Assessment of Sexual Behavior Problems in Children

The initial goal of the Assessment of Sexual Behavior Problems in Children (ASBPC) is to gain an understanding of children’s unique functioning, identify problem areas, rule clinical symptoms in or out, understand children’s perceptions of their important relationships, and subsequently develop recommendations that meet the specific needs of children and their families. Many children referred for a sexual behavior problem do not have sexual abuse histories but may have a history of trauma, other developmental concerns, and/or exposure to sexual material on the internet. The assessment helps guide and prioritize the treatment focus, including the needs of parents and siblings to both ensure safety and promote long-term recovery from the issue that led to the current behaviors. 

The ASBPC consists of meeting individually with young and school-age children (ages 4-12) and allowing them to become comfortable with the setting and therapist. Assessments can last from four to six individual 50-minute sessions. Initially, clinicians do not ask children direct questions about their problem sexual behaviors. Instead, clinicians utilize a nondirective approach to gain an understanding of the child’s overall functioning with particular attention to ways in which their sexual thoughts, feelings, and behaviors compare to their same-age peers.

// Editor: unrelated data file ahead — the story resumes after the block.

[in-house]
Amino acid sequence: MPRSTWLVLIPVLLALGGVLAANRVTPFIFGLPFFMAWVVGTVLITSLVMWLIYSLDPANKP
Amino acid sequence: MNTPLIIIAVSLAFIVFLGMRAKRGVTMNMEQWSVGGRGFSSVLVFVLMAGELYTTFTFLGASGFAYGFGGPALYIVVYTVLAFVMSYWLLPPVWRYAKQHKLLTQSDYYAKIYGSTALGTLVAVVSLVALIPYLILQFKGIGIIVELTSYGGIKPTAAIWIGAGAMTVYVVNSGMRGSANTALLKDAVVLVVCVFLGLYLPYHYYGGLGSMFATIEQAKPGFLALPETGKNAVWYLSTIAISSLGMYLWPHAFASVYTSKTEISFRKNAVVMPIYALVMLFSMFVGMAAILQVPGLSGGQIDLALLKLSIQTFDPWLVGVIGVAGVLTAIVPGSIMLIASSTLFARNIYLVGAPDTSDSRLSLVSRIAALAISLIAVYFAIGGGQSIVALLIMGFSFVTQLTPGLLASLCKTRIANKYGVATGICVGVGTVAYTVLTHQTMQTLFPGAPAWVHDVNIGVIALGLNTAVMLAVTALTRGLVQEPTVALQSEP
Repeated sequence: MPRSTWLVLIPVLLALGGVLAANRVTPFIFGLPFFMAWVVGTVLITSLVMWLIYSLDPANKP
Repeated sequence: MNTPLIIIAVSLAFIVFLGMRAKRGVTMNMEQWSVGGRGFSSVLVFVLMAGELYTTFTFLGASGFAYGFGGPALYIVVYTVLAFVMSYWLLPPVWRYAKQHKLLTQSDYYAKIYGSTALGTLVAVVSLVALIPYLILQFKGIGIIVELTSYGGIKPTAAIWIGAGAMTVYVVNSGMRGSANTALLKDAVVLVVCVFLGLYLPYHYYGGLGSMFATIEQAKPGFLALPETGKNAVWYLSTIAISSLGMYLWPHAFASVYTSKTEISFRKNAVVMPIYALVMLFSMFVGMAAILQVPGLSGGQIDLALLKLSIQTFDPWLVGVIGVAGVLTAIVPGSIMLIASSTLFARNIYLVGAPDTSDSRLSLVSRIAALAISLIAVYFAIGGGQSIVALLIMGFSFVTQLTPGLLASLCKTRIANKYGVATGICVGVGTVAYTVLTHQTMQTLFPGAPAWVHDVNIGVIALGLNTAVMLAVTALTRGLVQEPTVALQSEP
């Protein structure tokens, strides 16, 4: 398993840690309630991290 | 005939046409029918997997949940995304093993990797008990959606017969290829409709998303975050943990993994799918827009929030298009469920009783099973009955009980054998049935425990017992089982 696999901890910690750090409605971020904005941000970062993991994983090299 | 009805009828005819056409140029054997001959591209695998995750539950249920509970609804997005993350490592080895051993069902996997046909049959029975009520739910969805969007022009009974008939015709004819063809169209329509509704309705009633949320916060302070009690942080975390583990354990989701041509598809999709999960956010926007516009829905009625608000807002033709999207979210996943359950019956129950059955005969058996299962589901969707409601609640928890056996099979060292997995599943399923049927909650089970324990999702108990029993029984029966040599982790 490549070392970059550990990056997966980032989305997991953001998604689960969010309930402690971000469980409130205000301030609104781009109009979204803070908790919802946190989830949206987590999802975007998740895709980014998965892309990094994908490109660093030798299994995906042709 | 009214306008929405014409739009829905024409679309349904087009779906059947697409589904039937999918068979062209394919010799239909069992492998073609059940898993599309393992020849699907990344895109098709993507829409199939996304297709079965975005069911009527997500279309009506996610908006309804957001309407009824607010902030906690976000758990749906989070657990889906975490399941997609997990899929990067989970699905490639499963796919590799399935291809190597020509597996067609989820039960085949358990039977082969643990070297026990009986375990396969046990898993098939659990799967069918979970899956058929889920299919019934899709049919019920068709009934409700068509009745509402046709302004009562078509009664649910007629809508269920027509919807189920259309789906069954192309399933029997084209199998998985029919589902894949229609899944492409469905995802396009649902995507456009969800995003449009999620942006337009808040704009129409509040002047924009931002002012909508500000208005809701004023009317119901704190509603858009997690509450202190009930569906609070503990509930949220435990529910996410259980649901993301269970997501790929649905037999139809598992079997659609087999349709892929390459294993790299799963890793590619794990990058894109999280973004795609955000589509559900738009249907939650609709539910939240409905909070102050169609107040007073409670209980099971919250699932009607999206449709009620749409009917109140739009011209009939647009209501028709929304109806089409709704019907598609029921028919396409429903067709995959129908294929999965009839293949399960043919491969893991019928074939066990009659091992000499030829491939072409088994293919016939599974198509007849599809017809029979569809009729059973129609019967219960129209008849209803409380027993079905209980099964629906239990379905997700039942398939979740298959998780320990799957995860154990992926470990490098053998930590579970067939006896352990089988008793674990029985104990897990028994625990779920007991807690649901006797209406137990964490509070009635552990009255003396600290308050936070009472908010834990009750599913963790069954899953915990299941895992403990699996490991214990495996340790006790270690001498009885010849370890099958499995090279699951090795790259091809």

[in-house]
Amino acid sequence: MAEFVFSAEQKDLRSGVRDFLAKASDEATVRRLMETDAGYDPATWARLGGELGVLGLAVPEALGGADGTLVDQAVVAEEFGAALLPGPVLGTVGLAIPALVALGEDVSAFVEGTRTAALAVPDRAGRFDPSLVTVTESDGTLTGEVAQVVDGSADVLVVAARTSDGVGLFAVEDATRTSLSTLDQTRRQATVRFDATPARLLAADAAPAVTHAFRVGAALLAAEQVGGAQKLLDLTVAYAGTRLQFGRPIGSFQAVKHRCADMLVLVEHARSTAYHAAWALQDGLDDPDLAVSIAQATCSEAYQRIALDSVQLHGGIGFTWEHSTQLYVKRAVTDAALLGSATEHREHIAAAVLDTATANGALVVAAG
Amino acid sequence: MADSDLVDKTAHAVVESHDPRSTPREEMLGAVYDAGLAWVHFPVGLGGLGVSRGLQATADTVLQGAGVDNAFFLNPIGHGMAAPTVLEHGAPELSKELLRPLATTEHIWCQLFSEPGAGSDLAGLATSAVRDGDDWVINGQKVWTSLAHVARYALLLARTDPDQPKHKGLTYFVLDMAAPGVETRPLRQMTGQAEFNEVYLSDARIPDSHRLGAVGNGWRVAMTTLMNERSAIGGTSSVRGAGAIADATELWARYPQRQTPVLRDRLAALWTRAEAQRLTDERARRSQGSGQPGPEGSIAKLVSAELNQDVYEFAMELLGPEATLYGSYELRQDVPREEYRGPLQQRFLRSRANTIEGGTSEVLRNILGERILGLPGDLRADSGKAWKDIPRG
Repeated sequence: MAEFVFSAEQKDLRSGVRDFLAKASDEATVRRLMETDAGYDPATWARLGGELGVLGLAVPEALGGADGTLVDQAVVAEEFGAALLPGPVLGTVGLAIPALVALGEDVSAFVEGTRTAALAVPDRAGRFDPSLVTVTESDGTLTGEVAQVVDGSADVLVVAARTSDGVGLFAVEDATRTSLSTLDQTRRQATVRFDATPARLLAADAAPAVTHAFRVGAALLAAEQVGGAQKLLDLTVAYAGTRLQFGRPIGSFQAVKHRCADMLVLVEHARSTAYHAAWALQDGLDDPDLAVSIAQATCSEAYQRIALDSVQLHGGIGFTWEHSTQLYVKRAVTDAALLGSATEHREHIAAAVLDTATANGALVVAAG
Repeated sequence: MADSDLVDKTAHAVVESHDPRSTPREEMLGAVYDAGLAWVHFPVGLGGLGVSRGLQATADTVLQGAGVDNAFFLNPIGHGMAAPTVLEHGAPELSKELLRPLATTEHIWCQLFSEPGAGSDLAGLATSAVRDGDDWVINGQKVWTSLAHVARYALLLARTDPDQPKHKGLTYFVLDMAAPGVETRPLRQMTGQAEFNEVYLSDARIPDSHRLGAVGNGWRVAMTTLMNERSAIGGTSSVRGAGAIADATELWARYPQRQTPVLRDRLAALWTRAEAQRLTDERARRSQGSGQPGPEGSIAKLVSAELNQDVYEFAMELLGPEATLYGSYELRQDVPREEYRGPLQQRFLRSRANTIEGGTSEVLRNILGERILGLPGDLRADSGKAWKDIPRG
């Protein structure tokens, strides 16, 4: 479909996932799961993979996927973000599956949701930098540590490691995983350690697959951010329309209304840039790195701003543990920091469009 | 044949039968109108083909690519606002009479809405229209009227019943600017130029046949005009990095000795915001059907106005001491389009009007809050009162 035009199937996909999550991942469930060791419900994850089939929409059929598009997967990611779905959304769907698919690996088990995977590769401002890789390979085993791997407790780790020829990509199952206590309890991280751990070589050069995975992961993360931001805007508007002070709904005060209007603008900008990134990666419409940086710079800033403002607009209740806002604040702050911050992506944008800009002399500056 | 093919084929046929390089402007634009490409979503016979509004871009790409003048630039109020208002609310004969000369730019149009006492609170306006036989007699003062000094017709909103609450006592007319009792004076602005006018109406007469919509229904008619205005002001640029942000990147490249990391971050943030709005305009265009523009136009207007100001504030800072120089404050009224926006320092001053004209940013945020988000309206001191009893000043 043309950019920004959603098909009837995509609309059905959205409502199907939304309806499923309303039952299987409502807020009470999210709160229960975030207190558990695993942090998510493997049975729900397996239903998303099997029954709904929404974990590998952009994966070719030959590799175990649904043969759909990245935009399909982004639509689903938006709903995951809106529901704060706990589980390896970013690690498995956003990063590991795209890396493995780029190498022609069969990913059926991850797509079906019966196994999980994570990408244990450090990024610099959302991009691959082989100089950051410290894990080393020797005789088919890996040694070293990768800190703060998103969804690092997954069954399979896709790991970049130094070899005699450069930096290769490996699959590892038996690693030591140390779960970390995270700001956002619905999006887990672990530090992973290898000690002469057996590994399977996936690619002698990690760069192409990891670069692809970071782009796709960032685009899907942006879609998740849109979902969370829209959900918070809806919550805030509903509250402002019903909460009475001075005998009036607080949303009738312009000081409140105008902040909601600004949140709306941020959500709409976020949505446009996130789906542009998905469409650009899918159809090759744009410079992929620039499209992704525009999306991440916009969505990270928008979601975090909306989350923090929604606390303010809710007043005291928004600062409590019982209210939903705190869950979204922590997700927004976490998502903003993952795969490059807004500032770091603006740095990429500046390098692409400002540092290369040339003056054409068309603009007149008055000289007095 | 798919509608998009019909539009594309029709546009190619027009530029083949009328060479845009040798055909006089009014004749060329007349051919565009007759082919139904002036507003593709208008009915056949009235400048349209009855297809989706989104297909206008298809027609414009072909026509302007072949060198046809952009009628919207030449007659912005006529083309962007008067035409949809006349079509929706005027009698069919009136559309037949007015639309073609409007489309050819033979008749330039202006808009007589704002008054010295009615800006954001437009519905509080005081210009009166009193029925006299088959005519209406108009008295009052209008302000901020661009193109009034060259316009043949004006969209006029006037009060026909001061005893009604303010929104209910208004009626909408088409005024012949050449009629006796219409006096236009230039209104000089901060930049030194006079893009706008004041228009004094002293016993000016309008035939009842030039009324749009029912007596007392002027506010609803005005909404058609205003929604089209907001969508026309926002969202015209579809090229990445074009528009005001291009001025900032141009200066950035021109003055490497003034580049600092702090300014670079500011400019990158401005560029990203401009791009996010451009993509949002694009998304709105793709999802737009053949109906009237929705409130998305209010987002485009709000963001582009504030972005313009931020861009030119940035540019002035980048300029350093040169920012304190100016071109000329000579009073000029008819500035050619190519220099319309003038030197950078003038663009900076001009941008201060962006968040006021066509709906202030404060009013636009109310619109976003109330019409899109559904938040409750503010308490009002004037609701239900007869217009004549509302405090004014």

Clinicians encourage children to externalize their thoughts, perceptions, and feelings by providing them with a variety of ways to symbolize and/or verbalize their sexual experiences and behaviors.  Clinicians are trained to identify thematic material in children’s play that might suggest their underlying concerns.

 

For children referred for Boundary Project (family-focused treatment of sexual behavior problems in children under the age of 12 years), the ASBPC is recommended in order to help determine whether Boundary Project's structured program is a good fit for the child and his/her family at the time of the referral.